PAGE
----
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muskrat

PHOTO COURTESY OF GARRY KESSLER

This native muskrat nibbles a plant at the water’s edge. Look for muskrats in Westborough’s ponds, swamps, and rivers, especially near stands of cattails, their favorite food and building material.

April 3, 2009, Page 20

NATURE NOTES

By Annie Reid
Westborough Community Land Trust

Our diving muskrats

Westborough’s waters come to life now that the ice has disappeared from all of them except a few vernal pools deep in the woods. Spring is a time to see ducks, frogs, salamanders, tadpoles, turtles, and even insects, but some of the best sights may be those amazing diving animals, the muskrats.

Native muskrats (Ondatra zibethicus) are active in our ponds, rivers, streams, and swamps for the breeding season, and the year-old youngsters are wandering in search of territories and mates of their own. Watch for muskrats swimming in shallow water near shore, looking like logs in motion.

People often wonder whether the log-like thing is a muskrat or a beaver. The two might live in the same area, although we have many more areas with muskrats.

Size is one key to the answer. Beavers are the really big logs. In contrast, muskrats are modest in size – not much larger than the mallard ducks you might see nearby. It’s hard to judge size when you spot an animal swimming, but muskrats are about a foot long, with a 6-12 inch tail. To see a muskrat covered with thick fur, you might never guess it weighs only 2-4 pounds – about as much as a small supermarket chicken, not even a roaster. Beavers, on the other hand, are much bigger, maybe three times as long (up to 3 feet) and often more than 10 or 20 times as heavy (30-75 pounds).

Another key difference is the tail. True to their name, muskrats have a rat-like tail – long and naked-looking. You can often get a look at it when a muskrat dives under the water to escape from your view. Beavers, as we know from cartoons if not from real life, have wide, flat, paddle-like tails. You can see it when a beaver dives and hear it when a beaver smacks the water with it to warn off curious onlookers.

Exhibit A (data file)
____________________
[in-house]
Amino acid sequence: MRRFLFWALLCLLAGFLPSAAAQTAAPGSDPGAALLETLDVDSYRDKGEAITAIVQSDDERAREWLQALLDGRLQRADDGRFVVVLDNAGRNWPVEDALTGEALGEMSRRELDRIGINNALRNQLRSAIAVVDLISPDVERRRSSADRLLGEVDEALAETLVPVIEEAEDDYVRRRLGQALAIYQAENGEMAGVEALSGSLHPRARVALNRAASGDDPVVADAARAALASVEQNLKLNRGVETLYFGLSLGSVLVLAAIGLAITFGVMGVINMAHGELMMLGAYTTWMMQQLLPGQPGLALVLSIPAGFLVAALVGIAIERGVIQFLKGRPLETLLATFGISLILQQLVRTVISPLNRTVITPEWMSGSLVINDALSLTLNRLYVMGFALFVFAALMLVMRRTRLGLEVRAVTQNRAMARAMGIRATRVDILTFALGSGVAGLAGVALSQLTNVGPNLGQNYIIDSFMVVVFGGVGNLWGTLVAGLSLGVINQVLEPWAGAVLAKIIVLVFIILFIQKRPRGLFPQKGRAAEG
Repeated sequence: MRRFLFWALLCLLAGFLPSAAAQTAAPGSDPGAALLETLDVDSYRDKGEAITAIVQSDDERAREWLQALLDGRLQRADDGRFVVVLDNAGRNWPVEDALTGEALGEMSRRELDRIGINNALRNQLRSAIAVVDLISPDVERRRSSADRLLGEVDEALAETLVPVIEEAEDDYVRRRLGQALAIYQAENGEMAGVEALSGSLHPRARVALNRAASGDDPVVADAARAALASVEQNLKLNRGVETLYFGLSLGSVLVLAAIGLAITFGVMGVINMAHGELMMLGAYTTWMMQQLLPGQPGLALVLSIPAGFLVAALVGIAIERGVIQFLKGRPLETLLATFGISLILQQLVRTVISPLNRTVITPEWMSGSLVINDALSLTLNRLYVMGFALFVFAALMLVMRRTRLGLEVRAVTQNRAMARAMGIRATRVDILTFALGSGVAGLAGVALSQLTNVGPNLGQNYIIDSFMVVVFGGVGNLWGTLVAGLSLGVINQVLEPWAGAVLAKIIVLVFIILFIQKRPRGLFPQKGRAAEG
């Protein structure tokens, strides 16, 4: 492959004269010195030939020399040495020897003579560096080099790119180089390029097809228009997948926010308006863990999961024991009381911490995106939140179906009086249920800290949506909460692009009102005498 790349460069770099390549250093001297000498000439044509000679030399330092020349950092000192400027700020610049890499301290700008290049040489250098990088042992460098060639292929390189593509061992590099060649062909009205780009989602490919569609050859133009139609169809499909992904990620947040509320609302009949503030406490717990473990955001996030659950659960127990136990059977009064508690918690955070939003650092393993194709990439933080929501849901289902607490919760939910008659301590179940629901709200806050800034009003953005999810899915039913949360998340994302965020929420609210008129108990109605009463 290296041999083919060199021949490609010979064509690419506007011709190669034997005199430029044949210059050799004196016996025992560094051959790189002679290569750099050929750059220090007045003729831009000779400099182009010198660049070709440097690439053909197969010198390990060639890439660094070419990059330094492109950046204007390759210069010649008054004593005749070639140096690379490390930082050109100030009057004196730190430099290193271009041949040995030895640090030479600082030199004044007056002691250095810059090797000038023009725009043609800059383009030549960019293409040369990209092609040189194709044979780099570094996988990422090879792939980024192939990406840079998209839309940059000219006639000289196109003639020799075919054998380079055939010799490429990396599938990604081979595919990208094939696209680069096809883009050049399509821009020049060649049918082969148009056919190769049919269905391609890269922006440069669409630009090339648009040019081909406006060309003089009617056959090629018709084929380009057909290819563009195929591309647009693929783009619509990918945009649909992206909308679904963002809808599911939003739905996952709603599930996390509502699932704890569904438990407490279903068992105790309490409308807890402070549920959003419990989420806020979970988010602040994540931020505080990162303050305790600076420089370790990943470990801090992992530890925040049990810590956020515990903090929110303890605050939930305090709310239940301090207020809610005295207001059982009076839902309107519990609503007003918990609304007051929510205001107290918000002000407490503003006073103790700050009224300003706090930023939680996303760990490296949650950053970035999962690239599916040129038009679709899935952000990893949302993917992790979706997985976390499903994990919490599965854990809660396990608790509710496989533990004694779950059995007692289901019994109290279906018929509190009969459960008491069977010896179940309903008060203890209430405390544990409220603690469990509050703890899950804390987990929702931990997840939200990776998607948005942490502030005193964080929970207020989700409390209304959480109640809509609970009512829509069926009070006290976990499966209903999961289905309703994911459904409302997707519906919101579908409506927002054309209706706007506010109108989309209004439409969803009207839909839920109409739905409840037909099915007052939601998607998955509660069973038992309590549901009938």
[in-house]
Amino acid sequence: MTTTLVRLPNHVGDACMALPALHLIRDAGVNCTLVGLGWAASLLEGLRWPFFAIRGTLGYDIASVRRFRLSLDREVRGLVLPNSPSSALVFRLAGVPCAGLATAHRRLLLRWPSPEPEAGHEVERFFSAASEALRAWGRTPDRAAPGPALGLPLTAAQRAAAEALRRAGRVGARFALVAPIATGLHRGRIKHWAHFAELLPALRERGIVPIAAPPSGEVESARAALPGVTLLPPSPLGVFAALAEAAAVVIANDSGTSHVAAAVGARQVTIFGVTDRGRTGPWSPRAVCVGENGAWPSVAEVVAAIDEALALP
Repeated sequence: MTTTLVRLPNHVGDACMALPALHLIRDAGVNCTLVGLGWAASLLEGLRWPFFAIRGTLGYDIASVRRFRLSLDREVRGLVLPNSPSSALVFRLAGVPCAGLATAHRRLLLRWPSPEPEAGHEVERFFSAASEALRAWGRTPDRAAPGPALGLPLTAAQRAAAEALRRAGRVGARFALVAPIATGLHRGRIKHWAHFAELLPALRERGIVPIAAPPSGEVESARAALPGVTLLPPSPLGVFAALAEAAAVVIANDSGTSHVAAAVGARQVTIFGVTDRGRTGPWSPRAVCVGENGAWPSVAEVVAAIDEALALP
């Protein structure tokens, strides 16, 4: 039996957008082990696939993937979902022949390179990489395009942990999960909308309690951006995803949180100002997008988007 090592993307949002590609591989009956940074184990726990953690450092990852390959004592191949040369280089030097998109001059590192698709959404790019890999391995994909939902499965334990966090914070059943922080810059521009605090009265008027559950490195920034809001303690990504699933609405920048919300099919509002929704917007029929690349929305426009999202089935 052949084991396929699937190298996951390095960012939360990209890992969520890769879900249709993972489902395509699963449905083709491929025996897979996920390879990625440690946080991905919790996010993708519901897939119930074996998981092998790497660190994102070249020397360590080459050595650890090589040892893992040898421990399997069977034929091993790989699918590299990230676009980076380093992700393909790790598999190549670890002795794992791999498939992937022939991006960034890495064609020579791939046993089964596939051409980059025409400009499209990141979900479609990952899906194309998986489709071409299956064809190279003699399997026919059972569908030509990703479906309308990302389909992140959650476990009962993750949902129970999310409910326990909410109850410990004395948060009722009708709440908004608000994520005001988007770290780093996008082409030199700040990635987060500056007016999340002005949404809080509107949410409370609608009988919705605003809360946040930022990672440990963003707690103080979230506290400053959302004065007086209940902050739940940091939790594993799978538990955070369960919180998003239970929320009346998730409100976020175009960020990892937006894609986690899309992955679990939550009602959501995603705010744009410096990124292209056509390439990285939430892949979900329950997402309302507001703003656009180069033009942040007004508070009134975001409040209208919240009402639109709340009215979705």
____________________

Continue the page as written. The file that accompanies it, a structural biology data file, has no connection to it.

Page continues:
A muskrat’s tail is not as rat-like as it might first appear to be. It’s flattened vertically, as if it’s been pressed from both sides. This vertical shape is distinctive and useful in swimming. Muskrats have partly webbed back feet that propel them through the water, but if you watch one swim, you can see the tail at work. It snakes back and forth, helping to keep the muskrat stable and on course.

swimming muskrat

PHOTO COURTESY OF GARRY KESSLER

This swimming muskrat makes a V-shaped wave that’s easy to spot from shore. The muskrat looks wet, but its thick fur traps air near its body and keeps the muskrat warm and dry as it dives underwater in all four seasons.

A third way to tell whether you’ve spotted a muskrat or a beaver is by the pattern the animal makes in the water as it swims. If it makes a V-shaped wave, it’s a muskrat. The muskrat’s tail contributes to this pattern, pushing water out to the sides. You can even spot a muskrat out in the middle of a pond by recognizing its V-shaped wave.


While you watch a muskrat, it’s likely to dive underwater and come up quietly in a different place. A muskrat typically dives for less than 40 seconds, but it can stay underwater for as long as 20 minutes, holding its breath.

We don’t usually count our native muskrats with seals, whales, and hippopotamuses, but we should. Like these other diving animals, muskrats are especially well suited for spending long periods underwater without oxygen from air.